Once the event got started we had a hell of a time. Artists included:
Brian Decker
Ron Garza
Dave Gillstrap
Monte
Ryan Oullette
Vampy
Jesse Villemaire
Vampy

Some artists only worked on a few pieces, others were booked all weekend. Pieces ranged from small brandings to an almost 11 hour full back cutting by Brian Decker (with assistance from Jesee towards the end) that become one of the most well known scarification pieces ever to grace internet memes. There was a casual fun vibe as folks met each other, got cut, went out on sidetrip adventures and enjoyed the company of people who understood them. Artists worked together on collaborative pieces, sometimes at the same time and pushed the limits of what had been done before us.

For me? It was difficult. I was going through a divorce and really wasn’t processing everything well. I was trying to keep everything afloat- my staff was amazing but I was still in that raw emotional state where chaos was a more frequent guest than calm. I decided to ask Brian Decker to cut my face. Not exactly a spur of the moment decision, but certainly one that meant a lot to me. Towards the end of the last night of the event we started planning things out; a cutting by my left eye that could look natural enough to have been an accident but clean enough to make you wonder. Cutting your face is intense; there’s no hiding it from the world and more importantly no hiding it from yourself.
Screen Shot 2013-06-05 at 11.58.00 AMI needed the vulnerability; I needed the trust and the healing to help me get out of the funk I was in and with the lines drawn on my face, laid down and let Brian get to work. Everyone with a cutting has their own story.. for me it was this feeling of letting go. Of all of the negativity and fear and loneliness that that I had been going through. Trusting a friend to take a scalpel to my eye. I let go and as the blade started making it’s cuts felt a hand grab mine. And another. A hand on my leg and my shoulder. One on my head. My friends, the guests who decided to stay at Scarwars till the end, had wandered over to Brain’s station to support me. It was unspoken. One hand followed the other and soon I felt nothing but love. Right then and there Scarwars became something else for me. Not an ‘event’ I was hosting but a community. A place where people could change themselves- body and mind- and be surrounded by others who understood.

We wrapped it up shortly after (If Monte or Emrys would like to share our ‘driving home’ story…) and went our separate ways. In time we had two more Scarwars events and were eventually invited to do another- in the open and not underground- as part of a tattoo convention. My old friend Ron Garza continued what we started recently with his own ScarCon in London. But for those who made the trip to a little studio space in Port Richmond back in 2005… you were part of something special and new and you’ll always have my thanks and my love.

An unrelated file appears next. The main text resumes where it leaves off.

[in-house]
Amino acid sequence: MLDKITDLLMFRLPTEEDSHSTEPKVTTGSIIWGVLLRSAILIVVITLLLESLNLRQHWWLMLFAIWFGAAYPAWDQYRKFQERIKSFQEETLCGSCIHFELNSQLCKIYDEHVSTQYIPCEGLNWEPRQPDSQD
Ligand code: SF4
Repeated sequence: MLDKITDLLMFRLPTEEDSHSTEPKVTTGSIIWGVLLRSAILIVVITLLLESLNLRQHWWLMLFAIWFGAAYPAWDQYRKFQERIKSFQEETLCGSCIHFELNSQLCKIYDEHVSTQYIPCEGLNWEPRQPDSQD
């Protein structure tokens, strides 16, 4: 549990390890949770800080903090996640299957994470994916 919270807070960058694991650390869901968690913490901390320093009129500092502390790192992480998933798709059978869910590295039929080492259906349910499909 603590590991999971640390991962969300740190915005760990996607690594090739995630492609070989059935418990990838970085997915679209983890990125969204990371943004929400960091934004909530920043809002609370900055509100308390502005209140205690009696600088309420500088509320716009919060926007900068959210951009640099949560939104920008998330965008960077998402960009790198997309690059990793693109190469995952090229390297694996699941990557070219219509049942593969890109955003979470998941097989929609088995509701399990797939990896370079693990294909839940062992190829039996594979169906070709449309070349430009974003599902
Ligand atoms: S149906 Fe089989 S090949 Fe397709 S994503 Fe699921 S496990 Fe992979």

By now you all know the drill… your comments are my ‘tips’ and the more discussion the more likely there’ll be new articles!


377714_4397120693666_450451457_nShawn has spent the majority of his ife in the modification world.
In addition to writing poorly for Modblog, he also edits the often neglected Scarwars site, the more frequently updated Occult Vibrations tattoo blog as well as his personal diary at Sacred Debris. He lives in Philadelphia with his faithful Italian Greyhound Bailey, his roommate Megh and a steadily growing Pushead collection

7 thoughts on “SPC: ScarWars One (2005)

  1. I remember the strangest parts of this event. Like who got caught blowing who in the alley outside, Cindy’s car getting broken into outside, and some girl from Canada saying “I just met some black guy in the elevator who had a split tongue …so we made out”. It was like, oh haha Cere must be here.

  2. Haha. It’s hard writing this stuff, cause there’s all these amazing things you remember (Vampy cutting fully nude?) and try to fit in, but if you allow one memory 100 more start flooding in.

  3. Thanks for all these stories coming up, Shawn. Your tales are amongst what makes it a pure pleasure to visit this blog again. Keep the love flowing!

  4. Shawn, I realized that what I love about your writing is that you might be covering events from 2005 or 1975, but they always sound like legends of hallowed past. You remind us that history can be made NOW, in our own lifetimes, and for that, I thank you.

  5. I’m pretty sure this post violates the first rule of ScarWars!!

    ScarWars One is probably my favorite modification-related event, ever. My mind was thoroughly blown by the things that I saw (fresh and healed), this was scarification like I had never seen in person. All of these artists in one place, so many different techniques and styles. I think this event was the first time I’d really heard of a few people who are now “brand names” in scarification. The venue was awesome (high ceilings, wood floors, plenty of windows – naturally lent itself to photography), even if the area was full of sketchiness.

    You’re right about the memories flooding in. I feel like my car was one of the few that *didn’t* get broken into. I remember the drive up to Philly that weekend as the longest I’ve ever experienced – 95N was closed in parts, along with heinous traffic, I think it took us 6+ hours to do the 12-mile drive. I ended up sharing my hotel room with people I’d just met at breakfast. The hotel hot tub was perpetually full. I stripped down to masks and gloves (just for you, Shawn). I got to spend time with friends I hadn’t seen in a while, make new friends, finally meet Ron after months of online conversations.

    It was one of those right place, right time events, I think, and would be impossible to duplicate (and subsequent events have shown).

  6. Hi Shawn,
    as with the ModCon article, this was an extremely readebale article, and no wonder there : it has the wit, the turns, very good vibe of sentiment and I shed a tear during reading…makes me want to travel back in time (and live in the US at that time ofc :D )

    You brought us another great Modblog article…and I praise you for that !!!! After Shannon got pushed out of BME (or whatever should I call it) I almost stopped visiting BME because it was boring (I´m being polite) but now I can´t wait to read another article !!

    My tip is cheap, but how about writing a “comparing” article, one about the (until now) latest Scar Wars..just to see them both in comparsion..?